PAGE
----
The essence of criticism—and, consequently, the site of its most common abuse—is the refusal of the given. Previously I have accused the right of succumbing to two simultaneous yet contradictory tendencies: either the attempt to deny the future by returning to the past (generally in the form of a nostalgia for a past that has never really existed—e.g., to the intentions and designs of the Founders—or for motives about which we should be extremely suspicious) or simply the indeterminate negation or destruction of the present (and since nature abhors a vacuum, this position often reduces to the first). These fail the task of criticism since, in both case, the given is never genuinely refused but simply reaffirmed (this is simply the definition of conservatism).

In this respect, the left—and here I always mean the North American left—has never understood how difficult its task is (and why there is no genuine oppositional politics in the US). Since the New Left,* liberals have foundered in their attempt to articulate a viable critical vocabulary in mainstream political discourse (if we are to believe the caricatures from the right, the only serious candidate here is academic postmodernism).

*This is, incidentally, one of only two points about Rand was correct: in her attacks on the New Left she accused the left of intellectual bankruptcy. One finds it hard to protest.

What should be even more astonishing given the present and unmistakable failures of the right’s ideology is the left’s inability to mobilize effective modes of critique against those failures such that they appear to all not as failures of principle but merely of practice. In this regard, I have previously argued that the left’s insistence on ironic criticism is worse than ineffective but actively detrimental to the capacity for critical resistance to real injustice. The other popular mode of leftist criticism for which we must find a better alternative—which we see exemplified, for example, in the left’s current analysis of libertarianism under Paul—is brute consequentialism that, at best, runs dangerously close to reducing to the problem of indeterminate negation adduced earlier or, at worst, indicates a lack of courage either to articulate or simply to have political principles.**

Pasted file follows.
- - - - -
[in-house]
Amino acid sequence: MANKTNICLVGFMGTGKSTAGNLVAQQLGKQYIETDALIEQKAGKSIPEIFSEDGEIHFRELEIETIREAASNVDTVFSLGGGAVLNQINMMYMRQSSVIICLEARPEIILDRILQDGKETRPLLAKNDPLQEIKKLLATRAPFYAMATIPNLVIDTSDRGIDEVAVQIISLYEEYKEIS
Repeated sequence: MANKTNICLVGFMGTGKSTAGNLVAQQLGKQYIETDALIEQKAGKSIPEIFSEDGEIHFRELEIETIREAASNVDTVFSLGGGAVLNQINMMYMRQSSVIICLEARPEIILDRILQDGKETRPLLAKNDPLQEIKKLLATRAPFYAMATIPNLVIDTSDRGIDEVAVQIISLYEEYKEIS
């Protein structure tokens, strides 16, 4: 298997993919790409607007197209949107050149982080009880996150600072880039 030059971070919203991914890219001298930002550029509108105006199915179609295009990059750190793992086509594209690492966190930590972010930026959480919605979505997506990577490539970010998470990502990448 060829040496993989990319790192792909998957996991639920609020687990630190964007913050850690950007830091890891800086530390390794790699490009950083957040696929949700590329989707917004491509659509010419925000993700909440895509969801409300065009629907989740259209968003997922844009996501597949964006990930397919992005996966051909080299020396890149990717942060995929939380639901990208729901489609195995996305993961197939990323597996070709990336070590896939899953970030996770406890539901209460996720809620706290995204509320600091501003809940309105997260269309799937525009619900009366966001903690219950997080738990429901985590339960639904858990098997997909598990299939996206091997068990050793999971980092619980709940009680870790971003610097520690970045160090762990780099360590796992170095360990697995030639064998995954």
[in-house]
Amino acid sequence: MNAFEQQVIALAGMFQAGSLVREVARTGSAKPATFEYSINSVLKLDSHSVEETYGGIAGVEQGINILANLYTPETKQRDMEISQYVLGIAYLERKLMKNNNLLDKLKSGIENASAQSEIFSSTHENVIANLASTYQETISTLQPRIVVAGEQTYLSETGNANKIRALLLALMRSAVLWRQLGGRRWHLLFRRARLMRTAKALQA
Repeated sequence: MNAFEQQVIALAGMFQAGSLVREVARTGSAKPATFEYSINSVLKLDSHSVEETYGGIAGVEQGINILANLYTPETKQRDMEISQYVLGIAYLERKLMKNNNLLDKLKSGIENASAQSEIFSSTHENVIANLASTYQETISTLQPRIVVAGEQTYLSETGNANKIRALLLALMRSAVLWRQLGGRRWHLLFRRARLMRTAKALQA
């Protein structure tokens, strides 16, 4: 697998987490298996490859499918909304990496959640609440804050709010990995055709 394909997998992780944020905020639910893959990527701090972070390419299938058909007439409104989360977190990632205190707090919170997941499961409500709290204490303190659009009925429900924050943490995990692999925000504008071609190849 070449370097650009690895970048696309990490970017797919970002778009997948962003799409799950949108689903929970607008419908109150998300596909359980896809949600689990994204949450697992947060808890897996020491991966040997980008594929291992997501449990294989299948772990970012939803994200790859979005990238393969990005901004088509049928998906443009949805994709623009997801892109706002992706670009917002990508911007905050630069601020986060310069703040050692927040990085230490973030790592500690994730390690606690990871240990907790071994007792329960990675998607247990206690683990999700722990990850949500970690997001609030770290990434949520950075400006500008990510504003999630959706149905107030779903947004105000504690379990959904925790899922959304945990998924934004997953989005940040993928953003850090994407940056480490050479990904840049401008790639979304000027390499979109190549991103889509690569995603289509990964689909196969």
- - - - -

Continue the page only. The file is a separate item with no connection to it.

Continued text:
**I leave aside naïve relativism in all its forms from vulgar postmodernism to a debased form of “liberal toleration” as beneath the dignity of criticism.

In this sense, the left’s fear of fascism—i.e., the suspicion that the implementation of a political program must be inherently utopian—has deprived it of the resources to combat the actual fascism of its opponents. An actual democratic politics is not a competition between rival political programs or interests: it is the construction of the idea of the state itself (as I have argued elsewhere, the state is less an institution or a structure than the continuous process of structuration). In a way, such a notion of democracy deconstructs the lexicon of politics (left/right, etc) available to us. To use these familiar terms, however, if the tendency of the right is either to abolish the task of criticism or otherwise to render it superfluous, the foremost task of the left is to do what it has spent the last sixty years avoiding: to refuse to play by the rules.